Nevertheless, its influence remains prevalent today. In my book, “On the Ropes: A Tale of the ’60s,” a German co-worker insists that the curse of Ham is the prime reason the black American must suffer.
“You should read the bible more, Percival, and read less of those rebels who get your people in trouble and try to turn the world over to the communist.”
Percival suppressed his rage and scornfully asked, “What do you know about my people?”
“That they wear the mark of Ham!”—page 158, On the Ropes
The Curse of Ham: A Background
The story goes like this:
Sometime after the great flood, Noah planted a vineyard that makes fine wine. One night after drinking, Noah passed out naked. Ham, his second son, discovered his father’s nakedness and invited his brothers, Shem and Japheth, to observe. The two refused and covered their father’s nakedness in response.
After waking up from his wine, Noah knew what Ham had done and cursed his son, Canaan.
“Cursed be Canaan; a servant of servants shall he be to his brothers.” (Gen. 9:24–25)
In this story, Ham sinned against his father and, consequently, brought a curse to his son and descendants by destining them to servitude.
So, why Black People?
The Hebrew meaning of Ham’s name was “dark” or “black.” He was also the ancestor of the Africans and had four children. Only Canaan bore the curse, while Cush, Egypt, and Put did not.
Yet despite the story not indicating skin color or race, many scholars have interpreted it as a sign that Ham’s dark-skinned descendants were cursed and “destined” for enslavement. In an attempt to continue “God’s will,” they believe they must continue trapping his descendants into perpetual servitude.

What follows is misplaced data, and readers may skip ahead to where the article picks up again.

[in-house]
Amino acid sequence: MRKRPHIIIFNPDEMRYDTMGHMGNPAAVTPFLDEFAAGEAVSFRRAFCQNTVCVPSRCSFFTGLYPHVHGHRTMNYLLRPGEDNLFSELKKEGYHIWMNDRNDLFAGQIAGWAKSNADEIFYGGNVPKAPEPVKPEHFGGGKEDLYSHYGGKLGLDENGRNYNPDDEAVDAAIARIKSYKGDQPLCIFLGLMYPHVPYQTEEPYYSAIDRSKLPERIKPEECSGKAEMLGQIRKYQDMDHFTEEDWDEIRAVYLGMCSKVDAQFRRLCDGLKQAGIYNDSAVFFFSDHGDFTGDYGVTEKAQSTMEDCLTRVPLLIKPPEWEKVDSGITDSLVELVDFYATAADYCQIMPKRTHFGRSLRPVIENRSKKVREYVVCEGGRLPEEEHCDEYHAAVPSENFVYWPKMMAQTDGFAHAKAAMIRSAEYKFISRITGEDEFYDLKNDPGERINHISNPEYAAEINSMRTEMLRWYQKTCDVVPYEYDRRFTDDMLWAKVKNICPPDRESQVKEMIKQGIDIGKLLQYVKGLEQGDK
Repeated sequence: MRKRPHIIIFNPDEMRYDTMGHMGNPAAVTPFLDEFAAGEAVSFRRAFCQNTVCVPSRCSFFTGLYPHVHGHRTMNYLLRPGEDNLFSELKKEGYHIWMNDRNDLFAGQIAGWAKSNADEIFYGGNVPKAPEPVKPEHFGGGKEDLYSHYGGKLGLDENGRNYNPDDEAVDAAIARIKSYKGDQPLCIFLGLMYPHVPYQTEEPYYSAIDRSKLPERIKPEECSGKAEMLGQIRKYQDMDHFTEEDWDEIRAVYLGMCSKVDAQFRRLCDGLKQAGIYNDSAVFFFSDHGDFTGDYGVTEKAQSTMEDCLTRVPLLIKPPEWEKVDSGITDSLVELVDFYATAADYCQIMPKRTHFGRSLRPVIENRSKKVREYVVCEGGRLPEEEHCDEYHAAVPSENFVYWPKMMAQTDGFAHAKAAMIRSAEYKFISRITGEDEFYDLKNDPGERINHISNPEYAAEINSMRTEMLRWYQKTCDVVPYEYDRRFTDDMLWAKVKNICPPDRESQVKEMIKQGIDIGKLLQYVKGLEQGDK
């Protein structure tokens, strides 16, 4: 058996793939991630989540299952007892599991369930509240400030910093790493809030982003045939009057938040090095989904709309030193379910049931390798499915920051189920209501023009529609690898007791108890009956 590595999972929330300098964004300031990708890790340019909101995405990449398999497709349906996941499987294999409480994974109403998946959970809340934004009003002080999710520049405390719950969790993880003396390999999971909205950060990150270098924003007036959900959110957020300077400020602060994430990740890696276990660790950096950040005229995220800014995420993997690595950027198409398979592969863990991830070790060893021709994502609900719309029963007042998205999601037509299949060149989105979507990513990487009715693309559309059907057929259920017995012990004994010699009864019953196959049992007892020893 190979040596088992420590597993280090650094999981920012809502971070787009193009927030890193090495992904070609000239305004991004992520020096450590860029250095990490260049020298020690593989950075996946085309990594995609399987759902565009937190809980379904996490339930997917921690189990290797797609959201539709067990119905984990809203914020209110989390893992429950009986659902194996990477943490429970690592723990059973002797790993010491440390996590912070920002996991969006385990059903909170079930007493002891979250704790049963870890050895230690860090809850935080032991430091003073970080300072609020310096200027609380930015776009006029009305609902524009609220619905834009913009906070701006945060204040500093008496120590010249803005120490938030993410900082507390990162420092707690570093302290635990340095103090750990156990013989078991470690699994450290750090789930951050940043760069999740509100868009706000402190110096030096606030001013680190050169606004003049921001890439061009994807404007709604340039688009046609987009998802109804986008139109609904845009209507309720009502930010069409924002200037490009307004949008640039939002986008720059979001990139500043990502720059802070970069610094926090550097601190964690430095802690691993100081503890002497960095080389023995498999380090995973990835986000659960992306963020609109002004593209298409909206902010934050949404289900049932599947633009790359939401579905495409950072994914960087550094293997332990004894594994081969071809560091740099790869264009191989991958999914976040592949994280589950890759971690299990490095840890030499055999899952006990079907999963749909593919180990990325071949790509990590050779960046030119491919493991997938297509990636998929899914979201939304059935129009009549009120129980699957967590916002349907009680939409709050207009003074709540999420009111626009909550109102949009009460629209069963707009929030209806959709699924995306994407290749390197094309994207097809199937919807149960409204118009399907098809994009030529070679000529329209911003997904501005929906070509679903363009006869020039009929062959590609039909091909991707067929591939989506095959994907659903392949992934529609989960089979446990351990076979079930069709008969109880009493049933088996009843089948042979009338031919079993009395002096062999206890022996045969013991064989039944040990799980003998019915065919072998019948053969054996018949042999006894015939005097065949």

Some Points of Argument:
As you can see, this harmful interpretation, filled with baseless assumptions, has caused numerous crimes against black people. Despite zero mentions of race and skin color in the Bible, many white Christians believe in this harmful rhetoric.
These believers also failed to realize that it was not “God’s will” that cursed Canaan but Noah himself. Hence, when they quote the “Curse of Ham,” they fail to understand that they are continuing a man’s wish, not a divine will.
Nevertheless, there is no justification for slavery. While many idealists believe it to be “over,” a modern version of the system still plays a part in the country’s zeitgeist and other parts of the world.
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